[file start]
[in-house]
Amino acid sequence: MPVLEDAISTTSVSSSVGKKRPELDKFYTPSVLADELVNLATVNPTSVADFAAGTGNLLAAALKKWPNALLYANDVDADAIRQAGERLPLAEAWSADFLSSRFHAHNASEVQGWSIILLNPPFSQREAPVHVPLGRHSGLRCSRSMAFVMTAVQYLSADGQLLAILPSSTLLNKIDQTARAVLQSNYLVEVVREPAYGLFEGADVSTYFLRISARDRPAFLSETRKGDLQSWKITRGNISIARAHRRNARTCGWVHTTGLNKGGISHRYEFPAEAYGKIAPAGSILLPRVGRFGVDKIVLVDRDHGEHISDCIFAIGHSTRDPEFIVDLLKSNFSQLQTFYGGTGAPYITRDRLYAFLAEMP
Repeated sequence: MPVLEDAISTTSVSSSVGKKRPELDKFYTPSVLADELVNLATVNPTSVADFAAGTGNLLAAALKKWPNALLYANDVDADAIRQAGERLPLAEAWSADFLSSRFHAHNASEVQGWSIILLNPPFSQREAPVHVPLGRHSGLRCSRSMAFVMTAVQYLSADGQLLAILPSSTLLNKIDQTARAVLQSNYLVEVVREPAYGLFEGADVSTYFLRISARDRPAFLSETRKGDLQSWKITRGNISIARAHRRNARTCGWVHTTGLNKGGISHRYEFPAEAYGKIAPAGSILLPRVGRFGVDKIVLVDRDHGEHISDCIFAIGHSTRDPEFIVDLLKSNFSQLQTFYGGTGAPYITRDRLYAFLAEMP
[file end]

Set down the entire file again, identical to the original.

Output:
[in-house]
Amino acid sequence: MPVLEDAISTTSVSSSVGKKRPELDKFYTPSVLADELVNLATVNPTSVADFAAGTGNLLAAALKKWPNALLYANDVDADAIRQAGERLPLAEAWSADFLSSRFHAHNASEVQGWSIILLNPPFSQREAPVHVPLGRHSGLRCSRSMAFVMTAVQYLSADGQLLAILPSSTLLNKIDQTARAVLQSNYLVEVVREPAYGLFEGADVSTYFLRISARDRPAFLSETRKGDLQSWKITRGNISIARAHRRNARTCGWVHTTGLNKGGISHRYEFPAEAYGKIAPAGSILLPRVGRFGVDKIVLVDRDHGEHISDCIFAIGHSTRDPEFIVDLLKSNFSQLQTFYGGTGAPYITRDRLYAFLAEMP
Repeated sequence: MPVLEDAISTTSVSSSVGKKRPELDKFYTPSVLADELVNLATVNPTSVADFAAGTGNLLAAALKKWPNALLYANDVDADAIRQAGERLPLAEAWSADFLSSRFHAHNASEVQGWSIILLNPPFSQREAPVHVPLGRHSGLRCSRSMAFVMTAVQYLSADGQLLAILPSSTLLNKIDQTARAVLQSNYLVEVVREPAYGLFEGADVSTYFLRISARDRPAFLSETRKGDLQSWKITRGNISIARAHRRNARTCGWVHTTGLNKGGISHRYEFPAEAYGKIAPAGSILLPRVGRFGVDKIVLVDRDHGEHISDCIFAIGHSTRDPEFIVDLLKSNFSQLQTFYGGTGAPYITRDRLYAFLAEMP